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Publications (6)7.28 Total impact

  • Journal of Atmospheric and Oceanic Technology 07/2005; 22. · 1.82 Impact Factor
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    ABSTRACT: The Terra and Aqua satellites are the flagships of the NASA Earth Observing System and carry suites of sensors designed to provide measurements of the climate system suitable for many research applications. Each satellite carries a Moderate-Resolution Imaging Spectroradiometer (MODIS), which are very complex imaging radiometers operating in both the visible and infrared parts of the electromagnetic spectrum. One of the primary variables that is derived from some of the infrared measurements of MODIS is sea-surface temperature (SST). There are two spectral intervals located where the atmosphere is relatively transparent, at about 4 and 11 micrometer wavelengths, where SST measurements can be made in cloud-free conditions, although the contamination of the shorter wavelength measurements by reflected sunlight limits these to the night-time part of each orbit. The atmospheric correction algorithms used to derive SSTs are described, along with radiometric and sub-surface measurements used to determine the error characteristics of the retrieved fields
    Geoscience and Remote Sensing Symposium, 2004. IGARSS '04. Proceedings. 2004 IEEE International; 10/2004
  • Journal of Atmospheric and Oceanic Technology 02/2004; 21:268-283. · 1.82 Impact Factor
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    ABSTRACT: The second calibration and intercomparison of infrared radiometers (Miami2001) was held at the University of Miami's Rosenstiel School of Marine and Atmospheric Science (RSMAS) during a workshop held from May to June 2001. The radiometers targeted in these two campaigns (laboratory-based and at-sea measurements) are those used to validate the skin sea surface temperatures and land surface temperatures derived from the mea-surements of imaging radiometers on earth observation satellites. These satellite instruments include those on currently operational satellites and others that will be launched within two years following the workshop. The experimental campaigns were completed in one week and included laboratory measurements using blackbody calibration targets characterized by the National Institute of Standards and Technology (NIST), and an inter-comparison of the radiometers on a short cruise on board the R/V F. G. Walton Smith in Gulf Stream waters off the eastern coast of Florida. This paper reports on the results obtained from the shipborne measurements. Seven radiometers were mounted alongside each other on the R/V Walton Smith for an intercomparison under seagoing conditions. The ship results confirm that all radiometers are suitable for the validation of land surface temperature, and the majority are able to provide high quality data for the more difficult validation of satellite-derived sea surface temperature, contributing less than 0.1 K to the error budget of the validation. The mea-surements provided by two prototype instruments developed for ship-of-opportunity use confirmed their potential to provide regular reliable data for satellite-derived SST validation. Four high quality radiometers showed agreements within 0.05 K confirming that these instruments are suitable for detailed studies of the dynamics of air–sea interaction at the ocean surface as well as providing high quality validation data. The data analysis confirms the importance of including an accurate correction for reflected sky radiance when using infrared radiometers to measure SST. The results presented here also show the value of regular intercomparisons of ground-based instruments that are to be used for the validation of satellite-derived data products—products that will be an essential component of future assessments of climate change and variability.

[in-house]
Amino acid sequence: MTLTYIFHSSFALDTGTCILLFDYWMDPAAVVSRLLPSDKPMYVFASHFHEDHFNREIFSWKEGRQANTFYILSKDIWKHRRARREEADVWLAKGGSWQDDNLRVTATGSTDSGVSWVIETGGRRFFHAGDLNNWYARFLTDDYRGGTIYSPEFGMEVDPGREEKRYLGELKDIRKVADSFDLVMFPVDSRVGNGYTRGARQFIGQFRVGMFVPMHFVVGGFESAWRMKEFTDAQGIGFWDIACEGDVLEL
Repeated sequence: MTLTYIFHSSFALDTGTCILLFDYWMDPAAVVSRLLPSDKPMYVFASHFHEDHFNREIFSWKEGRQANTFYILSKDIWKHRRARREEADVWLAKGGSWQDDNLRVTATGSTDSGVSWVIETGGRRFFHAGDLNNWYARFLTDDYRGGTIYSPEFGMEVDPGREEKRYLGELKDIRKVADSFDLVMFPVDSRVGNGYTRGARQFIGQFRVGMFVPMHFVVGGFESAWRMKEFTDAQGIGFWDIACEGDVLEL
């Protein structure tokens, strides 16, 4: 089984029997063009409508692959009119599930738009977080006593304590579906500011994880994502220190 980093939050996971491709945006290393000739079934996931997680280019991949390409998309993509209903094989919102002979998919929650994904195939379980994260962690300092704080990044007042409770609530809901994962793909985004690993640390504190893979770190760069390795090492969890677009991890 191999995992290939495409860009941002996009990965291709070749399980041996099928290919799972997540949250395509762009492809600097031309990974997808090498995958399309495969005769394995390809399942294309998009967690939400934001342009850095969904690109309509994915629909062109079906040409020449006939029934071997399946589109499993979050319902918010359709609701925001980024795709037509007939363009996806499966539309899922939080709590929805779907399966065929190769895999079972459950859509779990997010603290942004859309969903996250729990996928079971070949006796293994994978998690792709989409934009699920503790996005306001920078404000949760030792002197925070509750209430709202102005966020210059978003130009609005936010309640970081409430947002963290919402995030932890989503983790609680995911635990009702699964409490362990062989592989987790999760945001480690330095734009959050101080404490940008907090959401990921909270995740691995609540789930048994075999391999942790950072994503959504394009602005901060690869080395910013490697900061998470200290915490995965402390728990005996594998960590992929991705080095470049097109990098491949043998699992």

Journal of Atmospheric and Oceanic Technology 02/2004; 21(2). · 1.82 Impact Factor
  • Journal of Atmospheric and Oceanic Technology 02/2004; 21:258-267. · 1.82 Impact Factor
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    ABSTRACT: Atmospheric water vapor is an important part of the Earth's hydrological cycle and plays a crucial role in many aspects of the climate system. The main source of the atmospheric moisture are the oceans, but the information we have about the distribution of atmospheric water vapor over the oceans is based on a relatively sparse distribution of radiosonde profiles, or on satellite-based measurements from microwave radiometers. The Marine-Atmosphere Emitted Radiance Interferometer (M-AERI) is a sea-going instrument that measures spectra of atmospheric infrared emission with ~10 minute temporal resolution. These spectra can be used to retrieve profiles of temperature and humidity in the atmosphere, and can thus be employed for continuous monitoring of the distribution of temperature and humidity in the marine atmosphere. M-AERI measurements can also be used to validate both modeling results and satellite measurements. This study compares ship-based measurements of atmospheric water vapor path from the M-AERI, radiosondes, and an upward-looking microwave radiometer. The data come from a two-month deployment in the Caribbean Sea on the RCCL Explorer of the Seas and during a month long cruise on the USCGC Healy. The measurements are compared with results from global circulation models NCEP and ECMWF. A comparison of satellite retrieved profiles of atmospheric water vapor from the Atmospheric Infrared Sounder (AIRS) with M-AERI measurements is discussed in a presentation in session A.19.
    AGU Fall Meeting Abstracts. 01/2004;